It is doubtful whether the survivor of any order of things finds compensation in the privilege, however undisputed by his contemporaries, of recording his memories of it. <P> This is, in the first two or three instances, a pleasure. It is sweet to sit down, in the shade or by the fire, and recall names, looks, and tones from the past; and if the Absences thus entreated to become Presences are those of famous people, they lend to the fond historian a little of their lustre, in which he basks for the time with an agreeable sense of celebrity. But another time comes, and comes very soon, when the pensive pleasure changes to the pain of duty, and the precious privilege converts itself into a grievous obligation. You are unable to choose your company among those immortal shades; if one, why not another, where all seem to have a right to such gleams of this 'dolce lome' as your reminiscences can shed upon them? Then they gather so rapidly, as the years pass, in these pale realms, that one, if one continues to survive, is in danger of wearing out such welcome, great or small, as met ones recollections in the first two or three instances, if one does one's duty by each.

Boy Life: Stories and Readings Selected From The Works of William Dean Howells

by William Dean Howells

William Dean Howells (1837-1920) was an American realist author and literary critic. He wrote his first novel, Their Wedding Journey, in 1871, but his literary reputation really took off with the realist novel A Modern Instance, published in 1882, which describes the decay of a marriage. His 1885 novel The Rise of Silas Lapham is perhaps his best known, describing the rise and fall of an American entrepreneur in the paint business. His social views were also strongly reflected in the novels Annie Kilburn (1888) and A Hazard of New Fortunes (1890). While known primarily as a novelist, his short story "Editha" (1905) - included in the collection Between the Dark and the Daylight (1907) - appears in many anthologies of American literature. Howells also wrote plays, criticism, and essays about contemporary literary figures such as Ibsen, Zola, Verga, and, especially, Tolstoy, which helped establish their reputations in the United States. He also wrote critically in support of many American writers. It is perhaps in this role that he had his greatest influence.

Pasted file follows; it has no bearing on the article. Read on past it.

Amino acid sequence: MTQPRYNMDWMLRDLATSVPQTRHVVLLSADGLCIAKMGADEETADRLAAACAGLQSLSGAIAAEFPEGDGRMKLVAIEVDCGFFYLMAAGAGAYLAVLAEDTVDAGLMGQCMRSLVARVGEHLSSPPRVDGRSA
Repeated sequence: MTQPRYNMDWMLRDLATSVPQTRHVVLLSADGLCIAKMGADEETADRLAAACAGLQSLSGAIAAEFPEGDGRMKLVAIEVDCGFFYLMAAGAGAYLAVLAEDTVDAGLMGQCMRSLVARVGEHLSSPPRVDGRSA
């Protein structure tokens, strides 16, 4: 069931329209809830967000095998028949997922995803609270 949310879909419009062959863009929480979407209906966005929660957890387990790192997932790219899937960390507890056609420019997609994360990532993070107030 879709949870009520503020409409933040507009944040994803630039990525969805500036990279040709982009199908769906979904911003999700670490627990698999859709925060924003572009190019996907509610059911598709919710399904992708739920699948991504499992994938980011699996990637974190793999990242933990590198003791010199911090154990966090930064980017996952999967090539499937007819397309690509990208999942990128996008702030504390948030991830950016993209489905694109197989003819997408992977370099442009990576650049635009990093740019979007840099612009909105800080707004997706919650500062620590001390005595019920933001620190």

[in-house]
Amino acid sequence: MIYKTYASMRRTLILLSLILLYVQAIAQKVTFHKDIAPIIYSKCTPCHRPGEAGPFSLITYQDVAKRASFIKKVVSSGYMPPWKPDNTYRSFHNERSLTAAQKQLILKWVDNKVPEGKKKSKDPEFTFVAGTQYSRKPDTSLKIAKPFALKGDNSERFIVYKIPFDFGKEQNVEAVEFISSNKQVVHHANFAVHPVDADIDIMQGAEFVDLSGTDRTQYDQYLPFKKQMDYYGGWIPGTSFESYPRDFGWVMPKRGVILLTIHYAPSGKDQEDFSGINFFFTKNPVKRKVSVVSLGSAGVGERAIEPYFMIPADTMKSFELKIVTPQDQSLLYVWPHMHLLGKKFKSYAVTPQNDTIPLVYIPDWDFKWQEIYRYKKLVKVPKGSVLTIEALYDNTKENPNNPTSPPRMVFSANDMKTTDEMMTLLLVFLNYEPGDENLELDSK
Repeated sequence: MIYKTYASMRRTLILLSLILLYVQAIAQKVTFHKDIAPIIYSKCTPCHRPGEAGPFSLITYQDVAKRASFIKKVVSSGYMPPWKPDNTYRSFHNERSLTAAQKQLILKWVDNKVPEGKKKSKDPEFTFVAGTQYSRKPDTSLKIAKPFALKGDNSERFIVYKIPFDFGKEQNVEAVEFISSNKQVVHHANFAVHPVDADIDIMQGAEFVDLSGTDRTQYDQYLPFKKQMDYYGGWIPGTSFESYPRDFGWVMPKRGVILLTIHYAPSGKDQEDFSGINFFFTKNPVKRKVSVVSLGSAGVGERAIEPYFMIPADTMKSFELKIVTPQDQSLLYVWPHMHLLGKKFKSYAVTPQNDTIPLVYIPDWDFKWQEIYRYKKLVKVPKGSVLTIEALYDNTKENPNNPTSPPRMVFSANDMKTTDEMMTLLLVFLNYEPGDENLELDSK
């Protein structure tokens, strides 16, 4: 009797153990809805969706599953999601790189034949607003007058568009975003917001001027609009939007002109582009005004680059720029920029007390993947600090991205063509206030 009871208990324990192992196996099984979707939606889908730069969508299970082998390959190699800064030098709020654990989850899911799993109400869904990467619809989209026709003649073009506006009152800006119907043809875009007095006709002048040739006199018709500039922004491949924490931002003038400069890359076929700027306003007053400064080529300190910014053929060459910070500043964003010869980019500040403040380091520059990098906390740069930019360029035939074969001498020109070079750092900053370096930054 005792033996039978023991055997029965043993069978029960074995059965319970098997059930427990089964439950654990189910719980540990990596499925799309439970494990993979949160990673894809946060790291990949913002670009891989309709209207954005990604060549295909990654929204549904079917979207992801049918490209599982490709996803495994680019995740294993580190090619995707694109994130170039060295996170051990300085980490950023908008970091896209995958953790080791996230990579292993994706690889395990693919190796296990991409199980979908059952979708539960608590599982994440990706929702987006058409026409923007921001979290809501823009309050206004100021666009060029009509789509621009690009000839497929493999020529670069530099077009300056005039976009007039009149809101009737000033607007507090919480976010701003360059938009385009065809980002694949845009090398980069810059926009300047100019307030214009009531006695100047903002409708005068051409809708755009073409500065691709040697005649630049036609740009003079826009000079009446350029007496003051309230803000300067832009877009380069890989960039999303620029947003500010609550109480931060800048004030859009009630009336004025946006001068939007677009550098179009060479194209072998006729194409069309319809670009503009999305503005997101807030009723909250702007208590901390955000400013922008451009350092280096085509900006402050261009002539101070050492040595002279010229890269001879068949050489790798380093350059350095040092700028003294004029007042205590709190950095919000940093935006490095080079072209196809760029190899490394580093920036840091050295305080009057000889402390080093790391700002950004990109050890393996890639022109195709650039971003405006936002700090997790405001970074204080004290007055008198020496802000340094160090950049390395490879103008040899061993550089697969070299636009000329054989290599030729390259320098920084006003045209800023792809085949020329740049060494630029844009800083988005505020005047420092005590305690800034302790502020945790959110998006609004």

A Boy's Town

by William Dean Howells

William Dean Howells (1837-1920) was an American realist author and literary critic. He wrote his first novel, Their Wedding Journey, in 1871, but his literary reputation really took off with the realist novel A Modern Instance, published in 1882, which describes the decay of a marriage. His 1885 novel The Rise of Silas Lapham is perhaps his best known, describing the rise and fall of an American entrepreneur in the paint business. His social views were also strongly reflected in the novels Annie Kilburn (1888) and A Hazard of New Fortunes (1890). While known primarily as a novelist, his short story "Editha" (1905) - included in the collection Between the Dark and the Daylight (1907) - appears in many anthologies of American literature. Howells also wrote plays, criticism, and essays about contemporary literary figures such as Ibsen, Zola, Verga, and, especially, Tolstoy, which helped establish their reputations in the United States. He also wrote critically in support of many American writers. It is perhaps in this role that he had his greatest influence.